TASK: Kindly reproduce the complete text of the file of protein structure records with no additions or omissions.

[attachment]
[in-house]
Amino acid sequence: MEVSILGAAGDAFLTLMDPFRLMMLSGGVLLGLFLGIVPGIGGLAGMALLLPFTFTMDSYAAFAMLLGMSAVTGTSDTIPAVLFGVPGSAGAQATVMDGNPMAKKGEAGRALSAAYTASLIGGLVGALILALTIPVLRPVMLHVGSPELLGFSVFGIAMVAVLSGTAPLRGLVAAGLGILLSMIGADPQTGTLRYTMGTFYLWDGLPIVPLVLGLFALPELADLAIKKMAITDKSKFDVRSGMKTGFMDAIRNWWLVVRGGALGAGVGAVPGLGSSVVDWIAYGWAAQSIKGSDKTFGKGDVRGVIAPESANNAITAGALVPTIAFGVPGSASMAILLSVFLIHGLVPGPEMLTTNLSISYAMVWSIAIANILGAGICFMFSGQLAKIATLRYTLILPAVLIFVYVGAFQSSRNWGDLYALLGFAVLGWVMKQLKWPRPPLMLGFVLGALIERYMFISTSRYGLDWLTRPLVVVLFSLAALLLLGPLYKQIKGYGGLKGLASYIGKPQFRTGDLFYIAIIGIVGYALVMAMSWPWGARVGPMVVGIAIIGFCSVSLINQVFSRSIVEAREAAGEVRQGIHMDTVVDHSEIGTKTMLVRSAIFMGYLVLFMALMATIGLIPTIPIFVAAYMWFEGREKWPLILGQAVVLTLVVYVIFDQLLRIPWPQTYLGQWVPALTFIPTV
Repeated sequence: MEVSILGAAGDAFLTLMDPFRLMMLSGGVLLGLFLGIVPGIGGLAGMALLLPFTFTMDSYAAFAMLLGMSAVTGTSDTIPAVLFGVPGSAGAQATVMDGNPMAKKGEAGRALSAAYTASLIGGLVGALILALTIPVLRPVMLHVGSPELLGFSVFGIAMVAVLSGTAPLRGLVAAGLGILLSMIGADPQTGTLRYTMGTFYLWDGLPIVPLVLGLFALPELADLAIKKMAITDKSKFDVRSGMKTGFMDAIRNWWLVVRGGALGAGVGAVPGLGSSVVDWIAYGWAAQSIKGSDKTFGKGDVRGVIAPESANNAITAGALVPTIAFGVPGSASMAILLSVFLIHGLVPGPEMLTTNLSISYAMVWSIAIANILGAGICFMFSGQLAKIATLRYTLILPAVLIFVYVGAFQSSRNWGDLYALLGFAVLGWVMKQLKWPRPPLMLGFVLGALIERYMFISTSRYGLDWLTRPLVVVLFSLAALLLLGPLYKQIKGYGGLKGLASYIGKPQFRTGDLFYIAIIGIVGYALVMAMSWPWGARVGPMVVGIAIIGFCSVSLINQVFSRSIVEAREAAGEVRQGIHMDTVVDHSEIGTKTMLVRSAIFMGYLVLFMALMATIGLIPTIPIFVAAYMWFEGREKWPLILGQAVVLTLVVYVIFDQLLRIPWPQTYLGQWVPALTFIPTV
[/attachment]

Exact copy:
[in-house]
Amino acid sequence: MEVSILGAAGDAFLTLMDPFRLMMLSGGVLLGLFLGIVPGIGGLAGMALLLPFTFTMDSYAAFAMLLGMSAVTGTSDTIPAVLFGVPGSAGAQATVMDGNPMAKKGEAGRALSAAYTASLIGGLVGALILALTIPVLRPVMLHVGSPELLGFSVFGIAMVAVLSGTAPLRGLVAAGLGILLSMIGADPQTGTLRYTMGTFYLWDGLPIVPLVLGLFALPELADLAIKKMAITDKSKFDVRSGMKTGFMDAIRNWWLVVRGGALGAGVGAVPGLGSSVVDWIAYGWAAQSIKGSDKTFGKGDVRGVIAPESANNAITAGALVPTIAFGVPGSASMAILLSVFLIHGLVPGPEMLTTNLSISYAMVWSIAIANILGAGICFMFSGQLAKIATLRYTLILPAVLIFVYVGAFQSSRNWGDLYALLGFAVLGWVMKQLKWPRPPLMLGFVLGALIERYMFISTSRYGLDWLTRPLVVVLFSLAALLLLGPLYKQIKGYGGLKGLASYIGKPQFRTGDLFYIAIIGIVGYALVMAMSWPWGARVGPMVVGIAIIGFCSVSLINQVFSRSIVEAREAAGEVRQGIHMDTVVDHSEIGTKTMLVRSAIFMGYLVLFMALMATIGLIPTIPIFVAAYMWFEGREKWPLILGQAVVLTLVVYVIFDQLLRIPWPQTYLGQWVPALTFIPTV
Repeated sequence: MEVSILGAAGDAFLTLMDPFRLMMLSGGVLLGLFLGIVPGIGGLAGMALLLPFTFTMDSYAAFAMLLGMSAVTGTSDTIPAVLFGVPGSAGAQATVMDGNPMAKKGEAGRALSAAYTASLIGGLVGALILALTIPVLRPVMLHVGSPELLGFSVFGIAMVAVLSGTAPLRGLVAAGLGILLSMIGADPQTGTLRYTMGTFYLWDGLPIVPLVLGLFALPELADLAIKKMAITDKSKFDVRSGMKTGFMDAIRNWWLVVRGGALGAGVGAVPGLGSSVVDWIAYGWAAQSIKGSDKTFGKGDVRGVIAPESANNAITAGALVPTIAFGVPGSASMAILLSVFLIHGLVPGPEMLTTNLSISYAMVWSIAIANILGAGICFMFSGQLAKIATLRYTLILPAVLIFVYVGAFQSSRNWGDLYALLGFAVLGWVMKQLKWPRPPLMLGFVLGALIERYMFISTSRYGLDWLTRPLVVVLFSLAALLLLGPLYKQIKGYGGLKGLASYIGKPQFRTGDLFYIAIIGIVGYALVMAMSWPWGARVGPMVVGIAIIGFCSVSLINQVFSRSIVEAREAAGEVRQGIHMDTVVDHSEIGTKTMLVRSAIFMGYLVLFMALMATIGLIPTIPIFVAAYMWFEGREKWPLILGQAVVLTLVVYVIFDQLLRIPWPQTYLGQWVPALTFIPTV